I've already mentioned that I'm blogging anonymously because 1) I'm an aspiring academic and even at this early, early stage, I don't want my future professors or prospective employers (in theory, I could go on the market as early as summer 2007, but it'll likely be more like 2008 or um, 2011) to Google me and find out something weird; and 2) I don't want my family exposed. I like telling stories about them because they are so weird and wonderful, but it's like Thomas Wolfe wrote--You Can't Go Home Again (especially if you write about the people you live with).
So it was with trepidation that I joined the wide world of Blogistan (Even though I hate "blog," I love "Blogistan," it makes it sound like a former Soviet republic, and the fact that Technorati, which watches over us all, sounds like a sub-group of the Kremlin). I had blogged previously on this smaller community that didn't syndicate and provide Atom and RSS feeds, under yet a different name. Suffice it to say, I'm a woman of many personas. The previous blog was really a daily diary for friends, and only at the end did it become more ambitious--better writing, less narcissism, and more "public intellectual" kind of writing. I'm not saying I am one, but it helps to remind oneself that one's writing ought to have more purpose than "This is what I did today" or "You HAVE to hear this new band I discovered." But now that I've joined Blogistan, I love it. I've found Ancrene Wiseass, a medievalist after my own heart (Romanesque art loving , psalter reading Latin-speakers of the world unite!). For the first time, I've participated in comment threads on non-law blogs, and commented more than once--a virtual conversation! Usually I'll post my take on some case or point of law on a specialized legal blog (what do YOU think about ERISA preemption?), but I've been wary of the comment threads on general interest political popular blogs. Have you read them? There are freak-shows out there! Caustic, spastic multi-posters who really are way too opinionated. I have to say, I've been quite pleased by the civil tone on most of the humanities blogs I've cruised in my late night bar breaks. It's been fun.
So that's good news for Belle. What a nice reception I've received from everyone. Scott Eric Kaufman, over at Acephalous writes in welcome: "BL, welcome to the wide world of comboing. Alone, we are invincible; together, the whole world will ignore us. Or maybe it's the other way around. " How lovely. in return, I've contributed to the serious debate on "what's lamer" on his blog, and am a serious contender in the "Lame-Off" Contest (winner gets to wear a Bedazzlered crown with a big "L" and gets to sing a duet with Scott). In short, this new pseudonym is working for me. I can write freely about everything from the law to my weird family and not feel like it'll come back to haunt me. I can admit how lame I am without reprisal. Life is good for Blogospheric Belle.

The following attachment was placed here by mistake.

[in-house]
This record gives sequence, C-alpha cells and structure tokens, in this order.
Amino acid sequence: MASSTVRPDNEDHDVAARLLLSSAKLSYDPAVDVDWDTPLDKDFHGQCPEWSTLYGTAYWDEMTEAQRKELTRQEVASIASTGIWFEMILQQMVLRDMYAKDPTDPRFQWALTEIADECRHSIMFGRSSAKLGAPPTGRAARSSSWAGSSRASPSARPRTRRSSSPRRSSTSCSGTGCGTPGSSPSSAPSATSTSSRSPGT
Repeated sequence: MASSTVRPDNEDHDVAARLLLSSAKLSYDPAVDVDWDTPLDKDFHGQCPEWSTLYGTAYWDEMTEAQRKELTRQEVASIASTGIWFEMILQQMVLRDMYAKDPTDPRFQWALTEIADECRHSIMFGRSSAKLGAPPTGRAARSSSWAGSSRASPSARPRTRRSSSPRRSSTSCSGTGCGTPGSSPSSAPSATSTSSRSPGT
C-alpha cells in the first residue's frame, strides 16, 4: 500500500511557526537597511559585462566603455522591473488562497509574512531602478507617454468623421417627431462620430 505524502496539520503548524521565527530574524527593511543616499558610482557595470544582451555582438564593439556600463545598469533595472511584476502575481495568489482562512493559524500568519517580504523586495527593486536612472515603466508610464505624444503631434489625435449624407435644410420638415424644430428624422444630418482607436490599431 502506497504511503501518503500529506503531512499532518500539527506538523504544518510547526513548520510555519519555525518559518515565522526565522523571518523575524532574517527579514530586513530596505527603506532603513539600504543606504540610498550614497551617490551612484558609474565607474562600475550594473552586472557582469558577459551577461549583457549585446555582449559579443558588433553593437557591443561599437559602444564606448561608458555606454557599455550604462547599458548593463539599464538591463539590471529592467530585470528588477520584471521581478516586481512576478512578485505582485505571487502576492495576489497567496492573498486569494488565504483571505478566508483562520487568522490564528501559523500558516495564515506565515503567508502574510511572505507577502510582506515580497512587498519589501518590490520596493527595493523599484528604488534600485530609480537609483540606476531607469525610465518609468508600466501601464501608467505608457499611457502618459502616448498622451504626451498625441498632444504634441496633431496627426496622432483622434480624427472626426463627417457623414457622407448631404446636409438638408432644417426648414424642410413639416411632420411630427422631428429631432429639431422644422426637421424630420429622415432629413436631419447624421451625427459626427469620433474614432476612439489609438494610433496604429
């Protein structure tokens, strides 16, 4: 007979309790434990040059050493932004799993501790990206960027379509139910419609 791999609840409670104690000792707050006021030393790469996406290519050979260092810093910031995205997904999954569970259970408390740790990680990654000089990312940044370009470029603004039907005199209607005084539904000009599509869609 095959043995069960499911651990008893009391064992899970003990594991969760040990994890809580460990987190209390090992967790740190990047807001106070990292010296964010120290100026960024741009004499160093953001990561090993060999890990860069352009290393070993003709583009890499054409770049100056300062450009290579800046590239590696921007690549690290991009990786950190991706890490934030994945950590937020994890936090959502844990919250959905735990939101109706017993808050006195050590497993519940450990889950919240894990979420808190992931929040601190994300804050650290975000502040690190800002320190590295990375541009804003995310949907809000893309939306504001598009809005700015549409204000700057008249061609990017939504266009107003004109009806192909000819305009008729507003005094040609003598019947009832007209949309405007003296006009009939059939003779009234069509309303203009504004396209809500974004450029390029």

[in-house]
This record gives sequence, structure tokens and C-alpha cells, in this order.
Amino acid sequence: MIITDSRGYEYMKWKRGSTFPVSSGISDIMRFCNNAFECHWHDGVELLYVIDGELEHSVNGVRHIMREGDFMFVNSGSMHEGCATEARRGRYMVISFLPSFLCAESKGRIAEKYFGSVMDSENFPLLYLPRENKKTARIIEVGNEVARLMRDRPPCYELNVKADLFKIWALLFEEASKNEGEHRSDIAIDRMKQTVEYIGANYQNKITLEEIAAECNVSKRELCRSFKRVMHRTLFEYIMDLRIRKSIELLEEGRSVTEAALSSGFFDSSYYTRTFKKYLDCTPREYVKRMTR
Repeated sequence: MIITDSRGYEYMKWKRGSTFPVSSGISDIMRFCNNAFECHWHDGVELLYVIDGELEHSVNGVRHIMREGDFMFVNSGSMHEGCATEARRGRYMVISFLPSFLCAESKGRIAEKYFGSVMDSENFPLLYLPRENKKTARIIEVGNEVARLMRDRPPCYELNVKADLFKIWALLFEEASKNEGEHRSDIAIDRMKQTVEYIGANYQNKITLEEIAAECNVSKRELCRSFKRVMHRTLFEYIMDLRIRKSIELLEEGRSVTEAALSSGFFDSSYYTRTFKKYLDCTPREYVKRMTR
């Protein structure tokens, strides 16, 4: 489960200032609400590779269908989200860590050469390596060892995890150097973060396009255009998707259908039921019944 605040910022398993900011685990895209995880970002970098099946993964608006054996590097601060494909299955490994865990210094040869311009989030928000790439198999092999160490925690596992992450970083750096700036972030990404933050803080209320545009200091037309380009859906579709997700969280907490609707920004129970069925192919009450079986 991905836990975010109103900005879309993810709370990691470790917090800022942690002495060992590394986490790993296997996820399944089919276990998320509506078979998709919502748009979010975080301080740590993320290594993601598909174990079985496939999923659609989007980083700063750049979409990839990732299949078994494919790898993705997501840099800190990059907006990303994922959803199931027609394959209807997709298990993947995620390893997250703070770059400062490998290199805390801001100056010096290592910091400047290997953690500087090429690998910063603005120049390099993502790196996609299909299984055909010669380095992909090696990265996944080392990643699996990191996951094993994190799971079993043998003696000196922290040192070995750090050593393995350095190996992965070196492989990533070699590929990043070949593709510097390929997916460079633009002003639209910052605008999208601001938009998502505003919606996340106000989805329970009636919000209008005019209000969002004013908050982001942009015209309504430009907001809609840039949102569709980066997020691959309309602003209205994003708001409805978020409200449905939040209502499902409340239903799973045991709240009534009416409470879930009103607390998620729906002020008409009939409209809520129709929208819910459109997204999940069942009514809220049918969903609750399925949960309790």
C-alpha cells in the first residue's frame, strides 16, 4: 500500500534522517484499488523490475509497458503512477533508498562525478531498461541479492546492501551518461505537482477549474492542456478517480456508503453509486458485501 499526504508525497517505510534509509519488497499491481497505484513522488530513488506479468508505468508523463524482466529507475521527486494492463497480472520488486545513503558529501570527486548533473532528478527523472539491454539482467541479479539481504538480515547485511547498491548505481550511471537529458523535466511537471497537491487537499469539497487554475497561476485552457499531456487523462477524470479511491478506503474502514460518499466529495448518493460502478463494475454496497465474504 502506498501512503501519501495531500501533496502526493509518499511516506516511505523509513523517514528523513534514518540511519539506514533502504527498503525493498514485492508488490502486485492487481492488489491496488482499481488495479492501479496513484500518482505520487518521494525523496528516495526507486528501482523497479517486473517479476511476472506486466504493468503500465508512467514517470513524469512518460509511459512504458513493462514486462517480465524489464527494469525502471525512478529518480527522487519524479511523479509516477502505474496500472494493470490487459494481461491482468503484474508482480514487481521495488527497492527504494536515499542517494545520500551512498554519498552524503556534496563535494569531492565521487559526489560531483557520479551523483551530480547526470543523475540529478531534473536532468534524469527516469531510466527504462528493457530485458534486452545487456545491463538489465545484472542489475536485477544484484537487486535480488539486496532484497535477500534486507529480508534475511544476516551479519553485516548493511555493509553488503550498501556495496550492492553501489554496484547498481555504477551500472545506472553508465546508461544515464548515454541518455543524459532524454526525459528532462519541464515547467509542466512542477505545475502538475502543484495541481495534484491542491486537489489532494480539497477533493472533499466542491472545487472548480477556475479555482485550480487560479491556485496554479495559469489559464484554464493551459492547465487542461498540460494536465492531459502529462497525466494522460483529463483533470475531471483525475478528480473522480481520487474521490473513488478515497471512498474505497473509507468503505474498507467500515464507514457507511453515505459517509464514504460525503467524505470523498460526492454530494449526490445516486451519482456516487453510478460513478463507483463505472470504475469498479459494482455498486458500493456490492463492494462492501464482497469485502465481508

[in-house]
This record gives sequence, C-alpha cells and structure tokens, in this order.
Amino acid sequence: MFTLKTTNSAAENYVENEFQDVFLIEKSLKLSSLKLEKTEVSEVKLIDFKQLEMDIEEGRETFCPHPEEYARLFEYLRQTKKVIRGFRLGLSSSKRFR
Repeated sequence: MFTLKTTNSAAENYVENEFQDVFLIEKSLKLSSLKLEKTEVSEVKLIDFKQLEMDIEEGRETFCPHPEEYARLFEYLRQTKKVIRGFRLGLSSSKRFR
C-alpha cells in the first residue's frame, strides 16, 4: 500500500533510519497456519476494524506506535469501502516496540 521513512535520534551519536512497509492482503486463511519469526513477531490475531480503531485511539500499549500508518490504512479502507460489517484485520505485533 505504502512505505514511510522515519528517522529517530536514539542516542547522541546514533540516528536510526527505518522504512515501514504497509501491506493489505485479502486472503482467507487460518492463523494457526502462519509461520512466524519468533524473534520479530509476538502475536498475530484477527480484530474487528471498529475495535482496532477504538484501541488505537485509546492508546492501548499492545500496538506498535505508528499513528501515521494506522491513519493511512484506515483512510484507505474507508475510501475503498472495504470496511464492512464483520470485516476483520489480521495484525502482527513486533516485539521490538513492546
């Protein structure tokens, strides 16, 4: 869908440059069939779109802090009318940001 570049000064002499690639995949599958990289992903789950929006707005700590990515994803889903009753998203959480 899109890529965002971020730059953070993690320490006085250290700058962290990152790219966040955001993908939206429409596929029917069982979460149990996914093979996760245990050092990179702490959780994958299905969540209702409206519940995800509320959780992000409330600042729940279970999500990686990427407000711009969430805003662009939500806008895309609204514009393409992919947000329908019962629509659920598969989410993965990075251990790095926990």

For the other alter-ego, She-Who-Will-Not-Be-Named, life is okay. Like everyday Belle, she is still struggling to study for the bar, while keeping up with some household duties: taking my arthritic mother for walks around the block, taking care of nephews and nieces (although I'm playing the bar card more and more and whittling it down to only giving baths and changing diapers, no sitting with them to watch The Lion King: 1 1/2). I've also cautiously began participating in the online community of legal academics--sending article links and suggestions to various speciality law blogs, leaving comments, writing emails. It's the closest thing to networking if you haven't been invited to conferences yet, and if you're stuck in the suburbs at your parent's house. As in, hopefully these people may sort of remember me if I keep this up until the next AALS conference. So it was kind of thrilling for the non-Belle part of me to get a "hat tip" today on one of my favorite law blogs. It's kind of exciting to have a couple of professors out there across the country who in a few months I can email asking for advice on which program to go to. Each professor has taken a different path (though man, most of them come from Harvard or Yale), and there's even an "Ask Mom" section on Black Law Prof for academics and aspiring academics. Sometimes, the web really does link us all. (cue John Williams theme music).
It's nice to know that once in a while, in the twain shall fictional self and real self meet. They might not acknowledge each other, but they cross paths. Only in Blogistan can Belle and She-Who-Will-Not-Be-Named exist comfortably (well, they are the same person), write freely, and fear nothing.
Like Scott said: alone we are invincible, together the world will ignore us--or is it vice versa?